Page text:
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Something Without Doubt Much Different
A dicastery for the art of kissing
Jorge Mario Bergoglio swings his wrecking ball again, this time with a view to turning the Congregation for the Doctrine of the Faith into a Dicastery for the Art of Kissing. America reports as follows:
In an unexpected and highly significant move, Pope Francis has appointed the Argentine theologian and archbishop Victor Manuel “Tucho” Fernández as the new prefect of the Dicastery for the Doctrine of the Faith, the Vatican announced today.
Pope Francis wrote a letter to the new prefect in which he told him in Spanish, “As prefect of the Dicastery for the Doctrine of the Faith, I entrust to you a task that I consider invaluable. It has as its main purpose to safeguard the teaching that comes from the faith, ‘to give reasons for our hope, but not as an enemy who critiques and condemns.’ (Evangelii Gaudium, 271).”
“The dicastery that you will preside over in other epochs came to use immoral methods. Those were times when more than promoting theological knowledge they chased after possible doctrinal errors. What I expect from you is something without doubt much different,” Francis said.
A few months ago, Josef Maria Seifert, by publishing an earlier letter to an unnamed cardinal, queried the entire cardinalate as to whether Francis could, inter alia, "appoint and even personally honour and award moral theologians who contradict the core of biblical and Church moral teaching and the encyclicals Humanae Vitae, Evangelium Vitae and Veritatis Splendor to the Pontifical Academy for Life."
We already knew the answer, of course. We knew that he could ask them to write his encyclicals and to arrange his synods and to run his institutes. And now we know that he can and will appoint them even to oversee the defence of the faith, to pass judgment on those who might corrupt the faith. They will do so with moral methods, we are told, not immoral—with a kiss, not a condemnation. In Fernández, he's got the right man for that, or at least for the kissing part.
Seifert's letter included this judgment of his own: "Pope Francis—I say this with a bleeding heart—is not the 'guarantor of the faith' but is ... increasingly destroying the foundations of faith and morals." What serious theologian can demur? I ask that as a serious question, to colleagues in the Academy of Catholic Theology and elsewhere. As it is no longer possible for the cardinals, so it is no longer possible for us. We cannot evade our own responsibility to speak.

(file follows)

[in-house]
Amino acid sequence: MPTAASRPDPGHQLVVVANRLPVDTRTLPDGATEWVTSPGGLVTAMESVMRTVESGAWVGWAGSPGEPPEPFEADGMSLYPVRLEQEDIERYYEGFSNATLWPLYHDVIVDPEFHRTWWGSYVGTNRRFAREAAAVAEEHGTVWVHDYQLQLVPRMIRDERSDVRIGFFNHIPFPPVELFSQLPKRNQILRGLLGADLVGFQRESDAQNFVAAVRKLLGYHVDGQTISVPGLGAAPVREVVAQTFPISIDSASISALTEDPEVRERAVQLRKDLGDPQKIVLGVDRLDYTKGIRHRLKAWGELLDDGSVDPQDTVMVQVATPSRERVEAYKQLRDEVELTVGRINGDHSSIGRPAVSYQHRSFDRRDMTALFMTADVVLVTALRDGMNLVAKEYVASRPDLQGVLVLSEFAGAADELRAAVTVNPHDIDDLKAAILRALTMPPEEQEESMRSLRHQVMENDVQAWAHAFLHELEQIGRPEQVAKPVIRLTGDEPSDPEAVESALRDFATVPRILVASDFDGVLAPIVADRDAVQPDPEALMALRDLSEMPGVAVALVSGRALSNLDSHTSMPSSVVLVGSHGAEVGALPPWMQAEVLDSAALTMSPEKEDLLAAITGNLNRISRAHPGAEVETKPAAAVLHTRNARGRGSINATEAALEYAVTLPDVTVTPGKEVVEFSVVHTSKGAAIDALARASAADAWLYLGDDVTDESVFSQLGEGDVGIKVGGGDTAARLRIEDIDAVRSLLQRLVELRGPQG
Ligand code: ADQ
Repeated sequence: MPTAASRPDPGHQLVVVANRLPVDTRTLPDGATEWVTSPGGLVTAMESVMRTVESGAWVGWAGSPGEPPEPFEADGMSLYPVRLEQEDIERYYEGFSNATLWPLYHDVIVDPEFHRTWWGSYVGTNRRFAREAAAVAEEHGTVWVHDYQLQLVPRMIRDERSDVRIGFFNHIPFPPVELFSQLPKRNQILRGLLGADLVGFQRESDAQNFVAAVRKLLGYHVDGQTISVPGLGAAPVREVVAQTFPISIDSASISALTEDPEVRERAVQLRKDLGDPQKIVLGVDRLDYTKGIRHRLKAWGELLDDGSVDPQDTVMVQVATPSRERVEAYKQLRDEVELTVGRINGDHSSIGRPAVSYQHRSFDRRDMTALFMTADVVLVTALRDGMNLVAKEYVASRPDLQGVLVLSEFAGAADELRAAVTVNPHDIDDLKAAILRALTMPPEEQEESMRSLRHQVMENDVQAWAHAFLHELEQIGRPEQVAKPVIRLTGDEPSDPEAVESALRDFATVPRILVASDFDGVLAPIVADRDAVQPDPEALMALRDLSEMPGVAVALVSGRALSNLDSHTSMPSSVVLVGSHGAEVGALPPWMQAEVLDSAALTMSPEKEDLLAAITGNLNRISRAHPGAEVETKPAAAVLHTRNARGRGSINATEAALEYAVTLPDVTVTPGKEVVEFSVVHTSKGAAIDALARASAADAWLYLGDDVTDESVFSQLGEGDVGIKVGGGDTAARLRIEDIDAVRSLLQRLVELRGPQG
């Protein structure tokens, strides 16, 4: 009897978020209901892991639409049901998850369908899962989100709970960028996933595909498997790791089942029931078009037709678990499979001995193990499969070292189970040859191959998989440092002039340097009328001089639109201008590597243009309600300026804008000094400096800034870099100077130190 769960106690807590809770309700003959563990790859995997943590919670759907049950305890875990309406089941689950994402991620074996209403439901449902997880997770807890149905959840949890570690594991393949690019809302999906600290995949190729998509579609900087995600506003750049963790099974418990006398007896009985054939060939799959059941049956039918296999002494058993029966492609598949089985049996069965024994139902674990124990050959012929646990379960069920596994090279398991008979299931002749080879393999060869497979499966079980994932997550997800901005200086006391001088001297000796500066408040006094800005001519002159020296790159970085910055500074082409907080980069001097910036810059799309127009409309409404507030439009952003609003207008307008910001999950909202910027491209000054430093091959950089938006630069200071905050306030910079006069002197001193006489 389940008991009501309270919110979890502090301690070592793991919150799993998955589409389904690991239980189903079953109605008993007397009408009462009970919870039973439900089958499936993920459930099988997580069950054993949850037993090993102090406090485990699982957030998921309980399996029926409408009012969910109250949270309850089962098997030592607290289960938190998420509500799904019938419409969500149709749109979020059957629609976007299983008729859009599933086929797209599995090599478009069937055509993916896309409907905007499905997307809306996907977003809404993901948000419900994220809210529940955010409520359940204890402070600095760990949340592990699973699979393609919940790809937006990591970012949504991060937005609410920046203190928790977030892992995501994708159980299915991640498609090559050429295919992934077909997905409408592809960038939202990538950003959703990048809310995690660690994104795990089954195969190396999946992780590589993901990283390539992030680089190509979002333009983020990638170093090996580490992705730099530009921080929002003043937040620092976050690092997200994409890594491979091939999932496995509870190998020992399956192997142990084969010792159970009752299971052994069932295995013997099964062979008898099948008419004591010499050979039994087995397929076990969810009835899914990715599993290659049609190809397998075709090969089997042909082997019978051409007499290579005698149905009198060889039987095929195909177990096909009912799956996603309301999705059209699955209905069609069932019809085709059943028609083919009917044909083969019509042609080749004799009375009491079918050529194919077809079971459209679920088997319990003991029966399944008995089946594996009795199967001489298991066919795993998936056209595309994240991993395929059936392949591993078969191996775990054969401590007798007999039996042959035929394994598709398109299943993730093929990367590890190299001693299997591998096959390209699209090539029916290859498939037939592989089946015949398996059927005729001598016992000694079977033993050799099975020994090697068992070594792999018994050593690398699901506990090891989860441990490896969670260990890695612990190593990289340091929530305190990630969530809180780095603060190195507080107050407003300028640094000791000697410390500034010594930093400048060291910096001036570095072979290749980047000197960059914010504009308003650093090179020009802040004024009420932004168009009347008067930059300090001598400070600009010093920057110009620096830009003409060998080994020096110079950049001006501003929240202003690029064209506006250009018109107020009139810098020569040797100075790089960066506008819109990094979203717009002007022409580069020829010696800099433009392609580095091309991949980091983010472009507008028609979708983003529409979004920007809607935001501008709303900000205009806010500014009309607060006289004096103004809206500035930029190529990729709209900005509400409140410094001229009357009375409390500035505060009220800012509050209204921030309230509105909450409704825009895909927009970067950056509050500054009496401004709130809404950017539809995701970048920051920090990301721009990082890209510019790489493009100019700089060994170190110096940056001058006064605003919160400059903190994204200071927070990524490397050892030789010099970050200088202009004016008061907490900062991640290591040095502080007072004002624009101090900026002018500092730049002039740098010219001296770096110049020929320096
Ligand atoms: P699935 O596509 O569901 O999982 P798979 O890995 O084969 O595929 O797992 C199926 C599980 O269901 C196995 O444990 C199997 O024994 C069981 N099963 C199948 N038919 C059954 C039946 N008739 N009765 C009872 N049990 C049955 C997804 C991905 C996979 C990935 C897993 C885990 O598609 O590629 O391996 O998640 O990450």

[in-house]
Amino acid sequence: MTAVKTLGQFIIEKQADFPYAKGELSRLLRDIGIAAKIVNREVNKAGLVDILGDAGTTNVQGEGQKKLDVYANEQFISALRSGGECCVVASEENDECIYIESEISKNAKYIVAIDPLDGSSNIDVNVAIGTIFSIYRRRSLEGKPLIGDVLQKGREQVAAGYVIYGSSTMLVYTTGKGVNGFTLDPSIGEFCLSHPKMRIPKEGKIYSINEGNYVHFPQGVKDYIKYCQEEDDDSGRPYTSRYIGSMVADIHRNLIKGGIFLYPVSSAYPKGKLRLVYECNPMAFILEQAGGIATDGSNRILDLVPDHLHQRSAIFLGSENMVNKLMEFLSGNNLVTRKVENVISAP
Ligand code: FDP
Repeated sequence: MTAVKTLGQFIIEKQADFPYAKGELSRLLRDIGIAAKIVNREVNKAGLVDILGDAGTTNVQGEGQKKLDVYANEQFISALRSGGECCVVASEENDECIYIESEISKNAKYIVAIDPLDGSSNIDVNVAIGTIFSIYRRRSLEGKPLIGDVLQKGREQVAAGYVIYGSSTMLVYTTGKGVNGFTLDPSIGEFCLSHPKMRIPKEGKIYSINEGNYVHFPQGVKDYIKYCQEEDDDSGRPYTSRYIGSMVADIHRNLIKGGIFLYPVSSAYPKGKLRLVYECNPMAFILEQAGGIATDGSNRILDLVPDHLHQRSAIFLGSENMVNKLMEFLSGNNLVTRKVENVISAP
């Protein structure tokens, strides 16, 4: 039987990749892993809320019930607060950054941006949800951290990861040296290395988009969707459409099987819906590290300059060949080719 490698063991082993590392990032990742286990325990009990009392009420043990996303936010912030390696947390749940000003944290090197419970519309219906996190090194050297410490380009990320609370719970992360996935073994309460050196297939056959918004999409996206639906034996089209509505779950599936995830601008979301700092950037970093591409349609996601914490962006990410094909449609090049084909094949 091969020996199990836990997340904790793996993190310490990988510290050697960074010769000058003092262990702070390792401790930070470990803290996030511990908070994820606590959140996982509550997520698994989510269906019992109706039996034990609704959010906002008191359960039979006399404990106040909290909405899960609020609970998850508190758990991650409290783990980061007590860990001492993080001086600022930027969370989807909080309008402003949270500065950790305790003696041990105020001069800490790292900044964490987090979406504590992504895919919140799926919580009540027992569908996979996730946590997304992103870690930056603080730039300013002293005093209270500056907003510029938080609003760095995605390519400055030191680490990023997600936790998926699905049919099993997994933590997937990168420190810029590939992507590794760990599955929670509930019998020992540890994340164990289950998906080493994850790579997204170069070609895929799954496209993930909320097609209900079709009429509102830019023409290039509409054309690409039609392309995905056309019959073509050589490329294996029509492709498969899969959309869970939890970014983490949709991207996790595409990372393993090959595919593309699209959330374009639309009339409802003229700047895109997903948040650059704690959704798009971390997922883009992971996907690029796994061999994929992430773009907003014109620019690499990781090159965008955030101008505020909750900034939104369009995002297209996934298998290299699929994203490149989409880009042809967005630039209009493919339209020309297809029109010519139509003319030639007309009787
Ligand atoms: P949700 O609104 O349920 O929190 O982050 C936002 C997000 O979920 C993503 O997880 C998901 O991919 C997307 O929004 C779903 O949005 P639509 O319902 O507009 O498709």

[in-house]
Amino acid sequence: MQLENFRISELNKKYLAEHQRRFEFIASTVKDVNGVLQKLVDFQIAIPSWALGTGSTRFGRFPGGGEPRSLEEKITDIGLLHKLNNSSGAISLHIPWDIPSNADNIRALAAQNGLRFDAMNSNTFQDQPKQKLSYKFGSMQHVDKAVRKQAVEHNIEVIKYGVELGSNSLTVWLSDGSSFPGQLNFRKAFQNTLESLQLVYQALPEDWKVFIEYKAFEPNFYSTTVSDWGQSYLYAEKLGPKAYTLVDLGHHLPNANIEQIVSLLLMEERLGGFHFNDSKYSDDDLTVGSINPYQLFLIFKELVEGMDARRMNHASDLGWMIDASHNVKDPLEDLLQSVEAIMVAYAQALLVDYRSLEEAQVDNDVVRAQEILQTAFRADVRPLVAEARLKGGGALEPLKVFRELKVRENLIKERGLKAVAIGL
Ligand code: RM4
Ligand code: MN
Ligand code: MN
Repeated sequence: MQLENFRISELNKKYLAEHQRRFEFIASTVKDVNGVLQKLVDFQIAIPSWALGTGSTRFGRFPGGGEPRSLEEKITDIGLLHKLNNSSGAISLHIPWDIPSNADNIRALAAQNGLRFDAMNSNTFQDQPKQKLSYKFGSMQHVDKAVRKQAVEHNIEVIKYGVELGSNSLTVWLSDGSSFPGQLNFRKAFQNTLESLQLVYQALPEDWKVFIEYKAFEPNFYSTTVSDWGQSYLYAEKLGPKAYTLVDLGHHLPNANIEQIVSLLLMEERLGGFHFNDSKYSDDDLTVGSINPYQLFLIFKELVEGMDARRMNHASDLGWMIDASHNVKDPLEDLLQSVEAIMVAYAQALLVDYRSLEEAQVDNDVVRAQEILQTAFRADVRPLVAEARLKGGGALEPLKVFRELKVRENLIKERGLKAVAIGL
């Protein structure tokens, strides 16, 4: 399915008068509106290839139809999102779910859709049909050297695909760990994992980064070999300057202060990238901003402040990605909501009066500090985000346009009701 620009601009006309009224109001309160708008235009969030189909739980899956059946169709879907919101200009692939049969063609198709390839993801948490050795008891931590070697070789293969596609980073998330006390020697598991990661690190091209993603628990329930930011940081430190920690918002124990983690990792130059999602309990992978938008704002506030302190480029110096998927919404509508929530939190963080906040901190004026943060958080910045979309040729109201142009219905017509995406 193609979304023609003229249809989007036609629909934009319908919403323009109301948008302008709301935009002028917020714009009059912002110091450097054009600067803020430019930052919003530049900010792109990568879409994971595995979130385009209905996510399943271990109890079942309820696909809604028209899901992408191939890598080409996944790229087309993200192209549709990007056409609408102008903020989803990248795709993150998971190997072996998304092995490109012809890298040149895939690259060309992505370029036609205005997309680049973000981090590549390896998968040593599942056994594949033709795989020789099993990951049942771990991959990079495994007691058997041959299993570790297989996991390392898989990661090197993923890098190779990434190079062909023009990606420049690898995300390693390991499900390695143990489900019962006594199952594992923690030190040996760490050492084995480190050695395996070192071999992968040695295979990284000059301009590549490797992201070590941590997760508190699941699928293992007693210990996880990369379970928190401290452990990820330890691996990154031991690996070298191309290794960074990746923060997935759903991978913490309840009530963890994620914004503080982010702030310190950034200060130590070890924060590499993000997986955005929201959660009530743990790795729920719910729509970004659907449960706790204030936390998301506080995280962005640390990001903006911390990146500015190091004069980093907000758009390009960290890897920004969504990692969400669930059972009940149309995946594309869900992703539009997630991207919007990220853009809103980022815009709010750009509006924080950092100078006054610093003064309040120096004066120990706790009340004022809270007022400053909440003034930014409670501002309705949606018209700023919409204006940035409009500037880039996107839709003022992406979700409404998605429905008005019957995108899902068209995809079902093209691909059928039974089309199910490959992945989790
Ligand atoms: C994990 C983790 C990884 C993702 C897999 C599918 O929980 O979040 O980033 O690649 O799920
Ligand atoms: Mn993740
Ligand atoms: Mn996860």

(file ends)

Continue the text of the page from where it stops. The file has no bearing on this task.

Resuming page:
Some saw this coming, others did not. Some realized that the plan to which Francis is working requires a rethinking of the papacy itself and a reaffirmation of the Church's one foundation. Others thought, and still think, that it requires only a rethinking of the role of the cardinalate in reining in a reigning pontiff. We can argue about that. What we can't do is remain silent. The Church, like its Lord, is being betrayed with a kiss—a very long, Jesuitical kiss that has delighted America for a decade.
The Church, as today's epistle reading reminds us, is "built upon the foundation of the apostles and prophets, Christ Jesus himself being the cornerstone, in whom the whole structure is joined together and grows into a holy temple in the Lord, in whom you also are built into it for a dwelling place of God in the Spirit." The wrecking ball is out, and swinging freely. It cannot destroy the Church, for the Church is indestructible. It can, however, decimate parishes, dioceses, and peoples. Shall we turn a blind eye, or a deaf ear, because it is the pope who is pulling the levers? Would SS Peter and Paul, whose solemnity we have just celebrated, wish us to do so?
I don't think so. Like Seifert, I never have. For ten years we have been offered something without doubt quite different from the tradition that rests on the apostles and prophets, the tradition the CDF was charged with defending. Let the cardinals say so. Let the theologians say so. Let the faithful say so. Men unfit for office have been in the Church's highest offices on many occasions, including men who mocked their predecessors. But I fear we are dealing here, not with corruption in office, but with corruption of office.